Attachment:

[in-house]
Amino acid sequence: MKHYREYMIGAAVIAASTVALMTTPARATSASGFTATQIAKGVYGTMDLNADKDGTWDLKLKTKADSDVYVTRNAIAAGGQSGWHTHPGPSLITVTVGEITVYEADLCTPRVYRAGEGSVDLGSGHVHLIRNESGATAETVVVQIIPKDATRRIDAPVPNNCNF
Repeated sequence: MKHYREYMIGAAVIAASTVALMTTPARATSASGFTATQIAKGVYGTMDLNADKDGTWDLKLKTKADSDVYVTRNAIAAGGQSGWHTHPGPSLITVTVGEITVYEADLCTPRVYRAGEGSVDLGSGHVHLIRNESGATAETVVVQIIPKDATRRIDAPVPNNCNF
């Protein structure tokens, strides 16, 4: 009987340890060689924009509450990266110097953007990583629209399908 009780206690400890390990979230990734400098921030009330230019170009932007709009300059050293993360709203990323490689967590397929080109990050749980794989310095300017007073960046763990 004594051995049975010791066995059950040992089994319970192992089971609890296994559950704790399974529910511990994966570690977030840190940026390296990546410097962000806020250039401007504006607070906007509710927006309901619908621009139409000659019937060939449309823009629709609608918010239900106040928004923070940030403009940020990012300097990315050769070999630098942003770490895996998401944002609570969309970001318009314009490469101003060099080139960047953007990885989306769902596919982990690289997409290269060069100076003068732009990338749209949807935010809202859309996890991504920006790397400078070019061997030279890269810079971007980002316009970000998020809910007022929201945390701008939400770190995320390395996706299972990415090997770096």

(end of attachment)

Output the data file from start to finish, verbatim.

[in-house]
Amino acid sequence: MKHYREYMIGAAVIAASTVALMTTPARATSASGFTATQIAKGVYGTMDLNADKDGTWDLKLKTKADSDVYVTRNAIAAGGQSGWHTHPGPSLITVTVGEITVYEADLCTPRVYRAGEGSVDLGSGHVHLIRNESGATAETVVVQIIPKDATRRIDAPVPNNCNF
Repeated sequence: MKHYREYMIGAAVIAASTVALMTTPARATSASGFTATQIAKGVYGTMDLNADKDGTWDLKLKTKADSDVYVTRNAIAAGGQSGWHTHPGPSLITVTVGEITVYEADLCTPRVYRAGEGSVDLGSGHVHLIRNESGATAETVVVQIIPKDATRRIDAPVPNNCNF
């Protein structure tokens, strides 16, 4: 009987340890060689924009509450990266110097953007990583629209399908 009780206690400890390990979230990734400098921030009330230019170009932007709009300059050293993360709203990323490689967590397929080109990050749980794989310095300017007073960046763990 004594051995049975010791066995059950040992089994319970192992089971609890296994559950704790399974529910511990994966570690977030840190940026390296990546410097962000806020250039401007504006607070906007509710927006309901619908621009139409000659019937060939449309823009629709609608918010239900106040928004923070940030403009940020990012300097990315050769070999630098942003770490895996998401944002609570969309970001318009314009490469101003060099080139960047953007990885989306769902596919982990690289997409290269060069100076003068732009990338749209949807935010809202859309996890991504920006790397400078070019061997030279890269810079971007980002316009970000998020809910007022929201945390701008939400770190995320390395996706299972990415090997770096």